• Given a Dirichlet character $\chi: (\mathbb Z/N\mathbb Z)^{\times} \to \mathbb C^{\times},$ there is a (uniquely determiend) Galois character $\psi: G_{\mathbb Q} \to \mathbb C^{\times}$, unramified outside $N$, such that $\psi(Frob_p) = \chi(p)$ for each prime $p$ not dividing $N$.

  • Every continuous character $\psi: G_{\mathbb Q} \to \mathbb C^{\times}$ is associated to some Dirichlet character as in the previous bullet point.

As you observe, one can think of multiplication by $p$ on $(\mathbb Z/N\mathbb Z)^{\times}$ as a "Hecke operator at $p$" (for $p$ not dividing $N$), and then the Dirichlet characters are precisely the normalized Hecke eigenforms (i.e. the functions $(\mathbb Z/N\mathbb Z)^{\times} \to \mathbb C$ that are eigenforms for all the Hecke operators, normalized so that $\psi(1) = 1$).

Now for the two-dimensional version:

  • For every weight one cupsidal Hecke eigenform $f$ of level $N$ (i.e. an eigenform for all the $T_p$ with $p$ not dividing $N$) there is a (uniquely determined) continuous irreducible representation $\rho:G_{\mathbb Q} \to GL_2(\mathbb C)$, unramified outside $N$, such that, for each $p$ not dividing $N$, the char. poly of $\rho(Frob_p)$ is equal to the $p$th Hecke polynomial of $f$, i.e. equal to $X^2 - a_p X + \varepsilon(p)$, where $a_p$ is the $T_p$-eigenvalue of $f$, and $\epsilon$ is the nebentypus character of $f$. As a slight aside, note that the determinant of $\rho$ is a one-dimensional character, and the preceding condition shows that $\det \rho$ is associated to the Dirichlet character $\varepsilon$ via the abelian correspondence already considered. Note also that, necessarily for the nebentypus of a weight one eigenform, one has $\varepsilon(-1) = -1$, and hence $\det\rho(c) = -1$ (where $c \in G_{\mathbb Q}$) is complex conjugation).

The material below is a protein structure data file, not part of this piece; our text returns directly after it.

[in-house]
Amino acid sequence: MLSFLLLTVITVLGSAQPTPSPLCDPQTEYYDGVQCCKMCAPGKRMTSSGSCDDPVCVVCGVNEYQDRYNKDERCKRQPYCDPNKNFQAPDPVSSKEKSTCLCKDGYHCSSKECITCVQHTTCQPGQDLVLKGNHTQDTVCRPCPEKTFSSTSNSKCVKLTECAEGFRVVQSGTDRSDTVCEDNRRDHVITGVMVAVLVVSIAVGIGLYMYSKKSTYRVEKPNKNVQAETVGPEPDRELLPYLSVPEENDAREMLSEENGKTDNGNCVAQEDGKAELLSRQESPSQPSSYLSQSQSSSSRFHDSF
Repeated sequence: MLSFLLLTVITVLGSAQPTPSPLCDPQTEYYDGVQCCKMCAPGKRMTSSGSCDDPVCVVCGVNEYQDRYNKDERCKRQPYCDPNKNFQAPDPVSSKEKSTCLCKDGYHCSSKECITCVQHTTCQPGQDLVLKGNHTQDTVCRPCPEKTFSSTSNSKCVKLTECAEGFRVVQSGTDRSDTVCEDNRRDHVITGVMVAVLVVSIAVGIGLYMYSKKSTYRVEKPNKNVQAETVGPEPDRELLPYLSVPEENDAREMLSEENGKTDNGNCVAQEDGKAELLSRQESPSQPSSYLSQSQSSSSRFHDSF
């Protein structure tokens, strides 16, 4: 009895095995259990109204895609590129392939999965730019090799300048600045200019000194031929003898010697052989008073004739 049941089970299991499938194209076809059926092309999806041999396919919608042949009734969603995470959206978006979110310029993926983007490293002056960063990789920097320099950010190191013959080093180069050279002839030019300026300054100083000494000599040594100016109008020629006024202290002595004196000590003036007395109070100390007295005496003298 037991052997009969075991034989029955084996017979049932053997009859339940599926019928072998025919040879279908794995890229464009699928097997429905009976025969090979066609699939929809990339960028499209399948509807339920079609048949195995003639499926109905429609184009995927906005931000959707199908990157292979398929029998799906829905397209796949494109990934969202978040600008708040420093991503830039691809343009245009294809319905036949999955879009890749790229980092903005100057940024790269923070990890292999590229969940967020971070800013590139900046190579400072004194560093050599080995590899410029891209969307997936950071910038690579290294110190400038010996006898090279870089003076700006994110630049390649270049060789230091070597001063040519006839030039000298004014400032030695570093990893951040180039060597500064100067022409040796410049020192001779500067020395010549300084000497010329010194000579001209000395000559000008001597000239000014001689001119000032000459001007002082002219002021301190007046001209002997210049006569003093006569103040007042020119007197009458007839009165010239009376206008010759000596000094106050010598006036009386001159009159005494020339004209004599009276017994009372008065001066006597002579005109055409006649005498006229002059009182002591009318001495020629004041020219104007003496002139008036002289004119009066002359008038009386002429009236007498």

• If $\rho:G_{\mathbb Q} \to GL_2(\mathbb C)$ is a continuous irreducible representation such that $\det\rho(c) = -1$, then $\rho$ arises from a weight one cuspidal eigenform as in the preceding bullet point.


  • The first bullet point in the one-dimensional case follows from the isomorphism $Gal(\mathbb Q(\zeta_N)/\mathbb Q) = (\mathbb Z/N\mathbb Z)^{\times}$, which is essentially equivalent to the irreducibility of the $N$th cyclotomic polynomial, due to Gauss.

  • The second bullet point in the one-dimensional case follows from the Kronecker--Weber theorem, which states that every abelian extension of $\mathbb Q$ is contained in a cyclotomic extension.

  • The first bullet point in the two-dimensional case is a theorem of Deligne and Serre.

  • The second bullet point in the two-dimensional case was conjectured by Langlands (in fact it is a very particular case of a much more general conjecture of Langlands, which strenghtens Artin's conjecture on the holomorphicity of Artin $L$-functions), and was proved in full generality by Khare, Wintenberger, and Kisin (after much partial progress by others).

  • There is a closely related story for modular forms of weight $> 1$, but then one must introduce $\ell$-adic representations, rather than just complex ones. For more on this you may want to look at some of the posts on the Langlands program linked to here.

Matt E
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    Matt: Maybe you want to include something about primitive Dirichlet characters vs. newforms. – KCd May 10 '12 at 03:44
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    I was wondering when you would answer this. Thank you! – Dylan Moreland May 10 '12 at 03:50
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    @KCd: Dear Keith, I'm not sure I have the energy for that; your comment can stand (for now, at least) as a cryptic explanation of this point! Best wishes, – Matt E May 10 '12 at 04:04